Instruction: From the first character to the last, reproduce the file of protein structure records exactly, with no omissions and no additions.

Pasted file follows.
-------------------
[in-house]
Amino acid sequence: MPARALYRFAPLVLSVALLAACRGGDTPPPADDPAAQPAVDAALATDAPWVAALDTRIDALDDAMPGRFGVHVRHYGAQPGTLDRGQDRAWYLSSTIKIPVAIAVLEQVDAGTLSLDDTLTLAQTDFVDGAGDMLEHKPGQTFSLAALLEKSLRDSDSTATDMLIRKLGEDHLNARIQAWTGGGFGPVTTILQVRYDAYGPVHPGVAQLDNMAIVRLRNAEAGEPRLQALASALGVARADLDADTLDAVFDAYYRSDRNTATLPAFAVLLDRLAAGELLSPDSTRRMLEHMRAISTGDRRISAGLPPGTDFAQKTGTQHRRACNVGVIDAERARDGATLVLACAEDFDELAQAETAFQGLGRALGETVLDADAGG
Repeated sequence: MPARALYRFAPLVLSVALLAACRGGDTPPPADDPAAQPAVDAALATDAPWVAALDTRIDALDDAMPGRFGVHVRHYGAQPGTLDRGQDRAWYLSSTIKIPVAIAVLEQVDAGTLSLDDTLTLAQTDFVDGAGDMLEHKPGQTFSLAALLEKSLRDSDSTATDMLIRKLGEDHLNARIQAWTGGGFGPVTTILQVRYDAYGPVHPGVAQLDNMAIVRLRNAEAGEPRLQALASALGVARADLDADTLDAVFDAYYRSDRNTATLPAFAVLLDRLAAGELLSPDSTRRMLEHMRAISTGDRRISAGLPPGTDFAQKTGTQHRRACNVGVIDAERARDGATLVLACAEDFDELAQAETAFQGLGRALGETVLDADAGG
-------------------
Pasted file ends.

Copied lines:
[in-house]
Amino acid sequence: MPARALYRFAPLVLSVALLAACRGGDTPPPADDPAAQPAVDAALATDAPWVAALDTRIDALDDAMPGRFGVHVRHYGAQPGTLDRGQDRAWYLSSTIKIPVAIAVLEQVDAGTLSLDDTLTLAQTDFVDGAGDMLEHKPGQTFSLAALLEKSLRDSDSTATDMLIRKLGEDHLNARIQAWTGGGFGPVTTILQVRYDAYGPVHPGVAQLDNMAIVRLRNAEAGEPRLQALASALGVARADLDADTLDAVFDAYYRSDRNTATLPAFAVLLDRLAAGELLSPDSTRRMLEHMRAISTGDRRISAGLPPGTDFAQKTGTQHRRACNVGVIDAERARDGATLVLACAEDFDELAQAETAFQGLGRALGETVLDADAGG
Repeated sequence: MPARALYRFAPLVLSVALLAACRGGDTPPPADDPAAQPAVDAALATDAPWVAALDTRIDALDDAMPGRFGVHVRHYGAQPGTLDRGQDRAWYLSSTIKIPVAIAVLEQVDAGTLSLDDTLTLAQTDFVDGAGDMLEHKPGQTFSLAALLEKSLRDSDSTATDMLIRKLGEDHLNARIQAWTGGGFGPVTTILQVRYDAYGPVHPGVAQLDNMAIVRLRNAEAGEPRLQALASALGVARADLDADTLDAVFDAYYRSDRNTATLPAFAVLLDRLAAGELLSPDSTRRMLEHMRAISTGDRRISAGLPPGTDFAQKTGTQHRRACNVGVIDAERARDGATLVLACAEDFDELAQAETAFQGLGRALGETVLDADAGG